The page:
To explore the polymorphisms in the BMPRIB gene, a total of 1,875 sheep were randomly selected. In this study, the samples of the LXBH sheep (n = 560; Liaocheng, Shandong Province, China), GQSFW sheep (n = 1,191; Guizhou, China), LZFT sheep (n = 55; Yongjing, Gansu Province, China), and WN (n = 69; Weining, Guizhou, China) sheep were studied. Reports regarding general characteristics of sheep flocks, such as age, feeding, and management conditions, were provided in previous studies (13). Briefly, flocks were kept under identical feeding and management conditions. The age range of LXBH lambs, weaners, adult ewes, and rams was 1-18 months and older (1). For LZFT ewes and rams, the age range was 26 years old, while for GQSFW, it was 1-8 years old. Finally, the age range of WN ewes and rams was 2 months to 4 years.

The following growth traits such as body length (BL), body height (BH), body weight (BW), cannon circumference (CaC), chest depth (ChD), chest circumference (ChC), chest width (ChW), height at the hip cross (HHC), hip-width (HW), and paunch girth (PG) were recorded. Additionally, body length index (BLI), body trunk index (BTI), limb length index (LLI), chest width index (ChWI), chest circumference index (ChCI), and cannon circumference index (CaCI) were calculated (1, 3).

2.2. Genomic DNA extraction and genotyping

Genomic DNA (gDNA) of ear tissues or whole blood samples was extracted using a phenol-chloroform extraction method. The concentration and purity of extracted DNA were measured using a NanoDrop 2000 (Thermo Fisher Scientific, Waltham, MA, USA). Then, every sample was diluted to a standard concentration of 20 ng/μl and stored at -40°C.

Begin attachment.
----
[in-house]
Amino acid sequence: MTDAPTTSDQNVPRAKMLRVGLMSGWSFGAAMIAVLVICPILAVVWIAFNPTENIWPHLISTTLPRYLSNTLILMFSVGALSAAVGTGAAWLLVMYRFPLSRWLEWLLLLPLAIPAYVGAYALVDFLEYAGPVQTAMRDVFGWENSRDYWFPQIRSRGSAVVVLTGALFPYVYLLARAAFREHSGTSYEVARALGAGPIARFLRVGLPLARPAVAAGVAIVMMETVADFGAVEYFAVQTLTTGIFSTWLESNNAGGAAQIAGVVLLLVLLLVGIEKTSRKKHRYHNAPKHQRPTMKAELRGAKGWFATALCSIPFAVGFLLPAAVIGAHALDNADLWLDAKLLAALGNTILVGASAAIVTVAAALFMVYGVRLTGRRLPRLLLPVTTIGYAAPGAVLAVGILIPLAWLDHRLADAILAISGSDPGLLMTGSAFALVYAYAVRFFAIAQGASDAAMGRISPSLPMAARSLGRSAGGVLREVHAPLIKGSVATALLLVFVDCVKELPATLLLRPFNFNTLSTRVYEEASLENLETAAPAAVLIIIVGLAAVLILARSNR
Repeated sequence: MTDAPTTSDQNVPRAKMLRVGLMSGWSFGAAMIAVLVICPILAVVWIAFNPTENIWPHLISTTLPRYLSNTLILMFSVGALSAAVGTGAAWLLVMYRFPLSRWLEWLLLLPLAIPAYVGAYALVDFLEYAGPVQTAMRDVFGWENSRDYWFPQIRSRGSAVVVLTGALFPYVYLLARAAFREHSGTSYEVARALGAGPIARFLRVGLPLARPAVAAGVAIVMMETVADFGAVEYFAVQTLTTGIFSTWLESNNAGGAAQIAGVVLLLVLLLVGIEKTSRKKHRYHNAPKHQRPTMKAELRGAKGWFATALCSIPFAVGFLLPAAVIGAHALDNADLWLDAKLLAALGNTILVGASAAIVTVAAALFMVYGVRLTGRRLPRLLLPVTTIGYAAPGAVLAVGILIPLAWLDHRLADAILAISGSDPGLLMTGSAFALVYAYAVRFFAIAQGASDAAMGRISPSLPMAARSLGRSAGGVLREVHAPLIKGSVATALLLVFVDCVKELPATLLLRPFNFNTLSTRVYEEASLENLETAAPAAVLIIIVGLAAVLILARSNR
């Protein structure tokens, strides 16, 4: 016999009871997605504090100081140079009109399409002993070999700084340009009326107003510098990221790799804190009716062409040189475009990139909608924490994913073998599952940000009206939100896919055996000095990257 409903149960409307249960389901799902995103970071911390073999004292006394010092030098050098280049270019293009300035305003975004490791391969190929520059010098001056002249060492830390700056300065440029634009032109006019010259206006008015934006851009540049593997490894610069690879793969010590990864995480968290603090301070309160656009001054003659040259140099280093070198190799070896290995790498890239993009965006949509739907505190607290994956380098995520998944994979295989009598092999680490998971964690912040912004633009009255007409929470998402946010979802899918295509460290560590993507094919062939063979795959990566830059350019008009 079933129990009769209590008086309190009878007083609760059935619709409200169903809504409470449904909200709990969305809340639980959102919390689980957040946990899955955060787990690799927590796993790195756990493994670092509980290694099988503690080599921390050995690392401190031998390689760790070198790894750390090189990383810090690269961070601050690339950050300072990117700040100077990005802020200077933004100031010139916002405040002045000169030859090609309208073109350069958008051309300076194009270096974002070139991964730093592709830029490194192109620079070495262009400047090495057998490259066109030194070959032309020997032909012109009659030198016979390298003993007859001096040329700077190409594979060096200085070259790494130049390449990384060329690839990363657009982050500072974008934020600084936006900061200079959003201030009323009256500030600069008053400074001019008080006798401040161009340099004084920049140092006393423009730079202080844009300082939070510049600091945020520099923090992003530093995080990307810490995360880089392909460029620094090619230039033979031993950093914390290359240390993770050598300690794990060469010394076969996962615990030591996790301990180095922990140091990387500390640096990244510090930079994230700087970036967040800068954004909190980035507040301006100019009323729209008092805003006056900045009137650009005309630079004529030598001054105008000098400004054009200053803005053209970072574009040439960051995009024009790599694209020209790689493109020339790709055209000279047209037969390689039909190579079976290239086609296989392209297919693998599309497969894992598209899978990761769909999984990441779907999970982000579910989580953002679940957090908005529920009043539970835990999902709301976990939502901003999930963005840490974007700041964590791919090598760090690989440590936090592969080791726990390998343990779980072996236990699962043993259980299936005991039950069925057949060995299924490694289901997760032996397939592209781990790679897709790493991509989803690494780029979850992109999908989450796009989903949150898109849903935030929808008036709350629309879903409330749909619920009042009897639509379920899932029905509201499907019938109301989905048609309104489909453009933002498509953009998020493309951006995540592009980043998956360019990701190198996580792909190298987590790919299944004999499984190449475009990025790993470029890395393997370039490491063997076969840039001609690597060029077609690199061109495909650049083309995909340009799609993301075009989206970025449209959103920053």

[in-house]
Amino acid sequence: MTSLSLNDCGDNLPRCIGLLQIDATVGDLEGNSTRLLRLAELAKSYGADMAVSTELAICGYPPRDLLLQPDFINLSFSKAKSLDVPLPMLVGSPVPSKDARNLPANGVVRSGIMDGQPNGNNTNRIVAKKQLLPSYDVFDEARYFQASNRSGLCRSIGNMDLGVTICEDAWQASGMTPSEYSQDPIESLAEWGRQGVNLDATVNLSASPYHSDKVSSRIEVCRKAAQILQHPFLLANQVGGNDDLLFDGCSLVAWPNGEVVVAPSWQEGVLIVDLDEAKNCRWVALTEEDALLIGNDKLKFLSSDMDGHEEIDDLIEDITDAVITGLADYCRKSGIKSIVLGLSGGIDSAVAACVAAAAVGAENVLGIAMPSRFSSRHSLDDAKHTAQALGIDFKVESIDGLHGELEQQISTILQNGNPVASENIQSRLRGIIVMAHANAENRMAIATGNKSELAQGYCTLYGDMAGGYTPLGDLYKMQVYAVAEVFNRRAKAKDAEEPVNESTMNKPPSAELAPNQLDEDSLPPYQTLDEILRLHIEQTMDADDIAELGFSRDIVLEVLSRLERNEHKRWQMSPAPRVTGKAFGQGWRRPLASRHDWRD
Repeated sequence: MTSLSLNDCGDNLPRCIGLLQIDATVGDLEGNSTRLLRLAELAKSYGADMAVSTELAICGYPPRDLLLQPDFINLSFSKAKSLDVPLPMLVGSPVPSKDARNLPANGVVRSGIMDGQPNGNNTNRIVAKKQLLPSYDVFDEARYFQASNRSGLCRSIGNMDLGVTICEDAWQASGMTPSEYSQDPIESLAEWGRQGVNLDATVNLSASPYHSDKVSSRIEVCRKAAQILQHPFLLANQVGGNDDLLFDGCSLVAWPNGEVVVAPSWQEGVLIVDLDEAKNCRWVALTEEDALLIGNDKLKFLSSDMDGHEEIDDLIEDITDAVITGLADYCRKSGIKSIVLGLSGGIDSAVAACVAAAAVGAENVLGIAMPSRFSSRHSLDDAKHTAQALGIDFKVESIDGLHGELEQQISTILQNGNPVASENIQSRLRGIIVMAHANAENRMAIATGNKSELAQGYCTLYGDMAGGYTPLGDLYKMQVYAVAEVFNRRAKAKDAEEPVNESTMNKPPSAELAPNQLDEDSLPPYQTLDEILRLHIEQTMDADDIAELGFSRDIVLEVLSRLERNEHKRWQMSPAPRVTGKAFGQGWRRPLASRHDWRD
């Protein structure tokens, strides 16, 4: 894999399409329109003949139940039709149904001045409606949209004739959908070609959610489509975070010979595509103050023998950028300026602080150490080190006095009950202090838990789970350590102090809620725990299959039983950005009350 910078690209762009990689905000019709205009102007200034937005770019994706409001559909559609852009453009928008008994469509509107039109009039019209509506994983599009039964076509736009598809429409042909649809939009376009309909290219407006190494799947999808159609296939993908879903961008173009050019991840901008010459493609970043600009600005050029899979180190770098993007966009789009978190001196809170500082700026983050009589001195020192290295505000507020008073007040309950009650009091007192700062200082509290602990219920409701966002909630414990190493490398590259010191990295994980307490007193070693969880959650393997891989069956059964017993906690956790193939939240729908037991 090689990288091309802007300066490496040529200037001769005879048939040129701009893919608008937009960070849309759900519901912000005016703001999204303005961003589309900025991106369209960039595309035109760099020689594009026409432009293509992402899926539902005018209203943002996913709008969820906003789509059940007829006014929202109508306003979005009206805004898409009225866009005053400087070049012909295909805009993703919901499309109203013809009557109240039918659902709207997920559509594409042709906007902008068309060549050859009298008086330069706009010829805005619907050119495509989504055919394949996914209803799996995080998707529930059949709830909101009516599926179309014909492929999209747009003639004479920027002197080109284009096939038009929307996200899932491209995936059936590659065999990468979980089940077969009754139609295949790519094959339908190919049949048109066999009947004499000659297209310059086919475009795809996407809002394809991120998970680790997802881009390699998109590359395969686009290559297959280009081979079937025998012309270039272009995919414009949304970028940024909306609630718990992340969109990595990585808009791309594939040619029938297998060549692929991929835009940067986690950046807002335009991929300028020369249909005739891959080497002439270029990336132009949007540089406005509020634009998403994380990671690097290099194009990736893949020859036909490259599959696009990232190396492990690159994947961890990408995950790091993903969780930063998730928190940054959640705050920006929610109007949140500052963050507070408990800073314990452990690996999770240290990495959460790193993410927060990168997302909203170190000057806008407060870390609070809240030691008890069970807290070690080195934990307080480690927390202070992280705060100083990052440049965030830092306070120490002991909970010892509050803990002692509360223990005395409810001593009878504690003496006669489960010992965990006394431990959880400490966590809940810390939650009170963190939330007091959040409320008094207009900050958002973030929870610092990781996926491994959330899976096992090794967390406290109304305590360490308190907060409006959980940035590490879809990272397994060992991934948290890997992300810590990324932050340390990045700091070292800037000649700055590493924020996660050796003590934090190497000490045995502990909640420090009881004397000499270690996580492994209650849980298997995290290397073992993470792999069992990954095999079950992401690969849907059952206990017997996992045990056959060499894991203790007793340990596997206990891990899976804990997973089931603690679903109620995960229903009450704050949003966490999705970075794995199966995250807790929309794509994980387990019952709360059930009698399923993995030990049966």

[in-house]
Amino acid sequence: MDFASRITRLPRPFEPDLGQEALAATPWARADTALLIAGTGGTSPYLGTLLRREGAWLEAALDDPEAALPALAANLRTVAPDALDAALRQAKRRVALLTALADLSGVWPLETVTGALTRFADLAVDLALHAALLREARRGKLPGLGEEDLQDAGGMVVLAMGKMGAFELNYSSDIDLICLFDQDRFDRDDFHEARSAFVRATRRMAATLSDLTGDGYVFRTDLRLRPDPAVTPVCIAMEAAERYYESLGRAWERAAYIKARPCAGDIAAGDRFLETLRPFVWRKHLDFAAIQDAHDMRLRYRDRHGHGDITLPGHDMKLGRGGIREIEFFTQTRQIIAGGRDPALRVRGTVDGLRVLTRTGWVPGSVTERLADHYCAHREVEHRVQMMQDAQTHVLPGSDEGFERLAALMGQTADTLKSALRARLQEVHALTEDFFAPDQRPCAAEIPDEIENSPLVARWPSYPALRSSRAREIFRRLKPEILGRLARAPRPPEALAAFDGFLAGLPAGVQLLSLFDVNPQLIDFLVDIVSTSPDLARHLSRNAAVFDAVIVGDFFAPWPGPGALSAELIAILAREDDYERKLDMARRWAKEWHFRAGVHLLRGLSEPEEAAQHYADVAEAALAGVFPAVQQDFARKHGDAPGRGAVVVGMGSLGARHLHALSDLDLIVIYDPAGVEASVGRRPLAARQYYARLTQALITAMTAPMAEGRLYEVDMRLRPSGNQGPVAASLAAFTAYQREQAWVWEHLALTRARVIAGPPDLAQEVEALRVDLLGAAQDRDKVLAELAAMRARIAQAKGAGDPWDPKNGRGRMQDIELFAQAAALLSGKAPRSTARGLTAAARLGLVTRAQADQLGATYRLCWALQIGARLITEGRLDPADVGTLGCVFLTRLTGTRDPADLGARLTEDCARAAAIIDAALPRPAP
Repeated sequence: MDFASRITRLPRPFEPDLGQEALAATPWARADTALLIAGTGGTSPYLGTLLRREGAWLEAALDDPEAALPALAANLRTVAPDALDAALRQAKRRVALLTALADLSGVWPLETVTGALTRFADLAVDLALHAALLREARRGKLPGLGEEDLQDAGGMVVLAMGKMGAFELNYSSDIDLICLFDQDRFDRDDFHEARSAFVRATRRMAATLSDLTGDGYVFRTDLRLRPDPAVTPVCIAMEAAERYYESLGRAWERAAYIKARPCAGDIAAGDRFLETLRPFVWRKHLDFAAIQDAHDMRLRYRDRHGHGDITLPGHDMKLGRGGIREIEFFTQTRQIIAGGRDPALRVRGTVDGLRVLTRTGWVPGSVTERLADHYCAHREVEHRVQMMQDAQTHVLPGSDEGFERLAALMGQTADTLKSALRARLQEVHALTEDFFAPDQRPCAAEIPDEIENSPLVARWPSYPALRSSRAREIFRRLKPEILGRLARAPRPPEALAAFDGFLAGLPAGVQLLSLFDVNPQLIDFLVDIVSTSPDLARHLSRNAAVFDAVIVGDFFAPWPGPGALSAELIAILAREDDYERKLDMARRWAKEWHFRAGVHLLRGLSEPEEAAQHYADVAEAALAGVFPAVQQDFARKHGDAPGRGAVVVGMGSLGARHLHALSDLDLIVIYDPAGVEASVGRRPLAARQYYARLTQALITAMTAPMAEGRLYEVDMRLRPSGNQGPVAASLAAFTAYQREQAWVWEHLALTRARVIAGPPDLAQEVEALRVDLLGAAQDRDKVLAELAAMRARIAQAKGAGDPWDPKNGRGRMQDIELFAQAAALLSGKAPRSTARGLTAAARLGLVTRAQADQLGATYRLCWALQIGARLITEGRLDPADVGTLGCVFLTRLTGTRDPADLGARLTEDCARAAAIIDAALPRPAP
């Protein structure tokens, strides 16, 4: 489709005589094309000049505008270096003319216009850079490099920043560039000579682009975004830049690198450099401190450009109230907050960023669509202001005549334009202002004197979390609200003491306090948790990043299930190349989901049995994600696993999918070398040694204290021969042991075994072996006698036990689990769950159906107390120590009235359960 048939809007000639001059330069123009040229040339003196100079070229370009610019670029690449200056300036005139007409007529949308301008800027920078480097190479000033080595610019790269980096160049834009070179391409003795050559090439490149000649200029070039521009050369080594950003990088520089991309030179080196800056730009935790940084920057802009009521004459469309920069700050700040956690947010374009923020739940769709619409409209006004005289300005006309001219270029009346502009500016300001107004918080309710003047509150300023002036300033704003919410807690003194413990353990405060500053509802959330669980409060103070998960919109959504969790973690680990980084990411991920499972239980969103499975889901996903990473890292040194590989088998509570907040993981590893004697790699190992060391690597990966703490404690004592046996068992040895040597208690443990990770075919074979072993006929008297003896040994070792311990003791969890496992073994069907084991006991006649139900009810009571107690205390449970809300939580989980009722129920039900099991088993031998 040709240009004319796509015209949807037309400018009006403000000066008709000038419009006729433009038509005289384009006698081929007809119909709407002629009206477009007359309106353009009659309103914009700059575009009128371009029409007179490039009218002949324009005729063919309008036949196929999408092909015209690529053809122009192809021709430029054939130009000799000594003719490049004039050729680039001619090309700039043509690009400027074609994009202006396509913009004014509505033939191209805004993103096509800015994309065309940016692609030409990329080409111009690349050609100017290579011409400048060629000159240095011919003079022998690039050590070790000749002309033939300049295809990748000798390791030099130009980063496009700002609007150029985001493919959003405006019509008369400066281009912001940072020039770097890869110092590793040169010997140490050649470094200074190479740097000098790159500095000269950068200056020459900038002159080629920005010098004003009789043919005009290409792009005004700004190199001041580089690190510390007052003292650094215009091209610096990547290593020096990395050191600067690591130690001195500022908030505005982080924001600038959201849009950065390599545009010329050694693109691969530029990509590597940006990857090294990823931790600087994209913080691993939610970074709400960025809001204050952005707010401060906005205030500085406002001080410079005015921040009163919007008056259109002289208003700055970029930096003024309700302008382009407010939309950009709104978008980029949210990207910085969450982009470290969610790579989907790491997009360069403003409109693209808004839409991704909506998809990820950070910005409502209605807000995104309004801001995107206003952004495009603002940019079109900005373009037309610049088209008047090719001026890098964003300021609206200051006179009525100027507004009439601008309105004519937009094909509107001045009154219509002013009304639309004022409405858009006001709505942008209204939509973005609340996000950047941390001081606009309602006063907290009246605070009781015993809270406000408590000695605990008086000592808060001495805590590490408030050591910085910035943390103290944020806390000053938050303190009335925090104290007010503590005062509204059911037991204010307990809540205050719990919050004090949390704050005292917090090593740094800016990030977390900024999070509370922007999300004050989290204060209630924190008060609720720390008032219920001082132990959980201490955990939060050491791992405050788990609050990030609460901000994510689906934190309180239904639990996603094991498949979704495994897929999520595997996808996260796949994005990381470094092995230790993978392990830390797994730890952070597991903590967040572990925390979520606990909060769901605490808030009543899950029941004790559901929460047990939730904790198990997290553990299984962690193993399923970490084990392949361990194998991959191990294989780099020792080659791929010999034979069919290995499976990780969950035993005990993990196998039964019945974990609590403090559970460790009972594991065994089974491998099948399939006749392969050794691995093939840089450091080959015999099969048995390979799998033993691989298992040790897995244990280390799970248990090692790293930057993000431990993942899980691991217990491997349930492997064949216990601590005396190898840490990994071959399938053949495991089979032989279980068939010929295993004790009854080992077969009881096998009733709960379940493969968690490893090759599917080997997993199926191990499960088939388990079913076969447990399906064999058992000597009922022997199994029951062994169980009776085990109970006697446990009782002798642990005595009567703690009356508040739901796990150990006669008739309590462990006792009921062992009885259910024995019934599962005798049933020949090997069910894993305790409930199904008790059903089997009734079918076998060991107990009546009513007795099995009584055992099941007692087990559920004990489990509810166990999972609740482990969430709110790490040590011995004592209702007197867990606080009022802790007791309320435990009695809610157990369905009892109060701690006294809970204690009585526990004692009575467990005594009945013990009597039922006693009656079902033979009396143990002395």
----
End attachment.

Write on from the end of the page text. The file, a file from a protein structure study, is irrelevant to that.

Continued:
Polymerase chain reaction (PCR)-based genotyping processes were described in previous studies (1, 23). For the assessment of polymorphisms, a touch-down (TD)-PCR method was utilized (1). In brief, the TD-PCR was carried out in a 13-μl full volume consisting of 0.5 μl of genomic DNA, 0.3 μl each of forward and reverse primers, 6.5 μl of 2×Eco Taq PCR Supermix, and 5.4 μl of ddH2O. The amplification conditions consisted of an initial denaturation step at 95°C for 5 min, followed by 18 cycles of denaturation at 94°C for 30 s, annealing at 68°C (with a reduction of 1°C per cycle) for 30 s, and extension at 72°C for 40 s, followed by another 30 cycles at 94°C for 30 s, at 50°C for 30 s, and at 72°C for 40 s. A final extension step at 72°C for 10 min was carried out. Ultimately, the PCR products were sent for sequencing (Sangon Biotech Co., Ltd. Xi'an, China).

2.3. Statistical analysis

Genetic parameters were computed according to previous studies (1, 3). We assessed genotype–phenotype association using the independent samples t-test (=2 group) and ANOVA in the SPSS software (Version 25.0, IBM Corporation, New York, USA). The significance level was set at αoriginal < 0.05. The threshold p-value for significance was adjusted after correction for multiple comparisons using the Bonferroni correction (αaltered = P/n, where P = 0.05, n = number of sheep). The formula that was used to determine the correlation between the growth traits of sheep and the varying genotypes of indels was reported in previous studies (1, 3).

3. Results

3.1. Genetic parameters analysis

The description of the analyzed 90-bp deletion and p.Q249R polymorphisms and population genetic parameters in LXBH (n = 560), LZFT (n = 55), and WN (n = 69) sheep are provided in the study by Zhang et al. (16).

Meanwhile, this study included a large sample size (n = 1,191) of the GQSFW sheep. For the Del-90-bp site, it had the three [insertion/insertion (II); insertion/deletion (ID); deletion/deletion (DD)] genotypes in GQSFW flocks. We also observed a deviation from Hardy–Weinberg Equilibrium (HWE). In addition, the mean polymorphism information content (PIC) of the Del-90-bp marker was 0.193, suggesting that genetic diversity is not abundant in GQSFW sheep. Detailed information on genetic parameters for the Del-90-bp indel is given in Table 1.